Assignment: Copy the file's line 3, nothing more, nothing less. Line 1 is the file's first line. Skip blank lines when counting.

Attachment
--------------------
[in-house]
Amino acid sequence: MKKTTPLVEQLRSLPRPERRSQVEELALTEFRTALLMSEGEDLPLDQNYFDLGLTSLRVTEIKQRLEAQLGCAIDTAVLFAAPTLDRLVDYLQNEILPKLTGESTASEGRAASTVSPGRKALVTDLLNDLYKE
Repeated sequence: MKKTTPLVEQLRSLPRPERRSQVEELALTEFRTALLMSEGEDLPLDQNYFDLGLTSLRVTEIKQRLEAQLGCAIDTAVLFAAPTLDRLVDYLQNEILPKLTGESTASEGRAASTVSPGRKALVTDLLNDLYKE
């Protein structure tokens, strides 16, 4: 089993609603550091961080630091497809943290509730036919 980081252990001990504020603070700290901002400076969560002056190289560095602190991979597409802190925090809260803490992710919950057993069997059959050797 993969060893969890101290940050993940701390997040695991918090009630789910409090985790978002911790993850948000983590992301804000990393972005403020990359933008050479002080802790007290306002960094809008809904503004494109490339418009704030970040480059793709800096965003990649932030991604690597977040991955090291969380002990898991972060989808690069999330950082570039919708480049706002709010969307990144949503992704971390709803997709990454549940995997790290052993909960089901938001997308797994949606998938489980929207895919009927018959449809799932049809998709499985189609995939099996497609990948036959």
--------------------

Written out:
Repeated sequence: MKKTTPLVEQLRSLPRPERRSQVEELALTEFRTALLMSEGEDLPLDQNYFDLGLTSLRVTEIKQRLEAQLGCAIDTAVLFAAPTLDRLVDYLQNEILPKLTGESTASEGRAASTVSPGRKALVTDLLNDLYKE